Last year in the UK over 60,000 cancer patients enrolled on clinical trials aimed at improving cancer treatments and making them available to all.
A trial looking at the best time for surgery after treatment for rectal cancer
We know that this is an especially worrying time for people with cancer and their family and friends. We have separate information about coronavirus and cancer. Please read that information alongside this page. We will update that information as guidance changes.
Please note - this trial is no longer recruiting patients. We hope to add results when they are available.
This trial is to find out the best time to have surgery after having radiotherapy, or chemoradiation, for cancer of the back passage (rectum).
Doctors often treat rectal cancer with radiotherapy, or a combination of chemotherapy and radiotherapy (chemoradiation), before surgery. This is to shrink the cancer. After the treatment has worked, about 6 to 8 weeks later, they operate to remove the remaining cancer.
We know from research that radiotherapy and chemoradiation may carry on working for longer than 6 to 8 weeks. So the cancer could get smaller if we waited a bit longer. If this happens then people could have a smaller operation. But the researchers are not sure how long after they can wait to get the best results from the radiotherapy or chemoradiation.
The aim of this trial is to compare the size of the cancer
- 6 weeks after finishing radiotherapy or chemoradiation
- 12 weeks after finishing radiotherapy or chemoradiation
Who can enter
You can enter this trial if
- You have the most common type of rectal cancer (adenocarcinoma)
- You have completed treatment with radiotherapy or combined chemotherapy and radiotherapy (chemoradiation)
- Your doctors have planned for you to have surgery to remove your cancer after your radiotherapy or chemoradiation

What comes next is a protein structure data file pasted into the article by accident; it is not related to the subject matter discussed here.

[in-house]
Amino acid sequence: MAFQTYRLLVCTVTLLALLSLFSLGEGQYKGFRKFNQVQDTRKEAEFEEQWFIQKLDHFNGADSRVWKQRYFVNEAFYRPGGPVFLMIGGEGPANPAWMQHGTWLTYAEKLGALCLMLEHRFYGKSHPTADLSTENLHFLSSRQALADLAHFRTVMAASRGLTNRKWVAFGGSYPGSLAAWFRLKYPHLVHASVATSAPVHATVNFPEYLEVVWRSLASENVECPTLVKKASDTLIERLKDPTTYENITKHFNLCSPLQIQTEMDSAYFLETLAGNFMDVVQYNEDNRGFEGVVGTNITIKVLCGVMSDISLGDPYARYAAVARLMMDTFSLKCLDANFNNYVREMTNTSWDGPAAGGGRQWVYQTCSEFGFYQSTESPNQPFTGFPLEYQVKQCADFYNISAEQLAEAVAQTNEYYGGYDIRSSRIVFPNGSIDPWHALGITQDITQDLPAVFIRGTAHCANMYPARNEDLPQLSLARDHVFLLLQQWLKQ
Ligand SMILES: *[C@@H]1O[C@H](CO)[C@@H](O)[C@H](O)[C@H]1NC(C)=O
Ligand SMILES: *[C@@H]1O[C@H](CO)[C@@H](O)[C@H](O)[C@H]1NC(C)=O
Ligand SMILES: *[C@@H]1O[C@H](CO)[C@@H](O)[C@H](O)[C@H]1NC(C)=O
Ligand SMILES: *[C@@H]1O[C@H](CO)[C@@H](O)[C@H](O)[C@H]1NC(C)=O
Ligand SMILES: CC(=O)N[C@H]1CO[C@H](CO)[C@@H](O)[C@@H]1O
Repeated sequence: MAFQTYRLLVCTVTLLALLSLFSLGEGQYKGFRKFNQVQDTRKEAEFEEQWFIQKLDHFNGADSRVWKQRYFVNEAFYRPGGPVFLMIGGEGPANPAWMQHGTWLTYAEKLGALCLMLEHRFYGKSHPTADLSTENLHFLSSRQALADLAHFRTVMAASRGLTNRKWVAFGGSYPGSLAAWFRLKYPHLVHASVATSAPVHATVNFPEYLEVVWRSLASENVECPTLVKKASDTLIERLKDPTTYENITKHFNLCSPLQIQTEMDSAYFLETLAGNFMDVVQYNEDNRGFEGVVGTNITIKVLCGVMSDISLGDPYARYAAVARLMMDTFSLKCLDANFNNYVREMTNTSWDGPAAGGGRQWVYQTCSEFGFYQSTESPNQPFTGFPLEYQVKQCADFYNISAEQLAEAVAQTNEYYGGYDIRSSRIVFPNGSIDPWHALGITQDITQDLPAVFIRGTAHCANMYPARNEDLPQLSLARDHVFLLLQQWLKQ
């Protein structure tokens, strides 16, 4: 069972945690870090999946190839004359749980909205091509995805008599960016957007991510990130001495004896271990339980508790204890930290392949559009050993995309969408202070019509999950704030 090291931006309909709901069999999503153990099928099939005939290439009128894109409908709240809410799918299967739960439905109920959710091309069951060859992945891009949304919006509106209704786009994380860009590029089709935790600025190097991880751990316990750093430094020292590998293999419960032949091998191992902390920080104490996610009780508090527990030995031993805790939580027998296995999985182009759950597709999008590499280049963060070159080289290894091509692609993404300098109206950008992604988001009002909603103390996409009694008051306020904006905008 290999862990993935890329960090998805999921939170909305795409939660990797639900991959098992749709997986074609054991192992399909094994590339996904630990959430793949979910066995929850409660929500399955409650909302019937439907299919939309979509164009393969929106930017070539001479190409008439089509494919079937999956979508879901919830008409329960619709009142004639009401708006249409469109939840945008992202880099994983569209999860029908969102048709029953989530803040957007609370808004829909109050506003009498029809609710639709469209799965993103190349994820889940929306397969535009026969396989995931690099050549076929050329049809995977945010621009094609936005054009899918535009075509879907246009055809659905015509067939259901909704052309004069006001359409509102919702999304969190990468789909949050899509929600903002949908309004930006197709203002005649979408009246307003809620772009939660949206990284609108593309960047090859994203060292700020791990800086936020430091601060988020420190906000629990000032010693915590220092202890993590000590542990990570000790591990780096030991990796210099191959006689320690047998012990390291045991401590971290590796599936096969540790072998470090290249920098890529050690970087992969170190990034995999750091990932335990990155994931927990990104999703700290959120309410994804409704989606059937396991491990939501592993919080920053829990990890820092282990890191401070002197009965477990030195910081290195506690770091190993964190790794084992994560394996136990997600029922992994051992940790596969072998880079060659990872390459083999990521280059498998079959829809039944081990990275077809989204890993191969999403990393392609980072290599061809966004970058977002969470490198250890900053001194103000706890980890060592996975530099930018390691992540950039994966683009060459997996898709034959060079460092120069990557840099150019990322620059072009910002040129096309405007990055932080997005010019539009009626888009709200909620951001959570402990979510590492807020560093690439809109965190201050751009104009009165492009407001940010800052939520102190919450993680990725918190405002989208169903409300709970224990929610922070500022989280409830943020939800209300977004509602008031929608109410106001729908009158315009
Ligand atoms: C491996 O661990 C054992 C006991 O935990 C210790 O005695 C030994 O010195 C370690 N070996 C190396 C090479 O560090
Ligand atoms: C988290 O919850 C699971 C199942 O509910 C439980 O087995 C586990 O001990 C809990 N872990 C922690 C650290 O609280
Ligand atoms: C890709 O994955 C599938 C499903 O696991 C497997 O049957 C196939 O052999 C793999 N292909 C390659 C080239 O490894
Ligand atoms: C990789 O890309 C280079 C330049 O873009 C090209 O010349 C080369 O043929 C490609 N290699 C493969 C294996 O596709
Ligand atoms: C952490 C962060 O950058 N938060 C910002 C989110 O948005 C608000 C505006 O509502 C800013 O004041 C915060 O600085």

- You are at least 18 years old
You cannot enter this trial if you
- Are not being treated with radiotherapy or combined chemotherapy and radiotherapy (chemoradiation) before surgery to remove your cancer
- Cannot have either an MRI scan or PET-CT scan – for example if you have a pacemaker or poorly controlled diabetes
- Have another medical condition that could affect you taking part in this trial
This trial will recruit 218 people. Everyone taking part in this trial will have radiotherapy, or chemoradiation, before surgery.
It is a randomised trial. You will be put into a 1 of 2 groups by a computer. Neither you nor your doctor can choose which group you are in. The 2 groups are
- Surgery 6 weeks after radiotherapy, or chemoradiation
- Surgery 12 weeks after radiotherapy, chemoradiation
Before having radiotherapy or chemoradiation, everyone will have an MRI scan and another 6 weeks after completing their treatment. This is standard care. Where available you will also have a PET scan at these times as part of the study.
If you are in the 6 weeks group, you then have surgery.
If you are in the 12 weeks group and the 6 week scan shows your cancer has continued to grow you then have surgery.
If you are in the 12 weeks group and the 6 week scan shows your cancer has not grown, you have another scan after another 4 weeks and then surgery 2 weeks later.
After surgery you will attend follow up appointments in the out patients clinic in the usual way. You will have an appointment with the trial team once a year for 5 years, so they can see how you are.
If you have surgery 12 weeks after radiotherapy or chemoradiation, there is a small chance that your cancer may start to grow again while you are waiting. Your doctor will look at a scan of your cancer 6 weeks after your radiotherapy or chemoradiation. If your doctor is at all concerned, he or she will discuss earlier surgery with you.
There is a small amount of radioactivity in the tracer injection for the PET-CT scan. But this shouldn’t cause any side effects or lasting effects.
How to join a clinical trial
Dr Diana Tait
Biomedical Research Centre
NIHR Clinical Research Network: Cancer
Royal College of Surgeons of England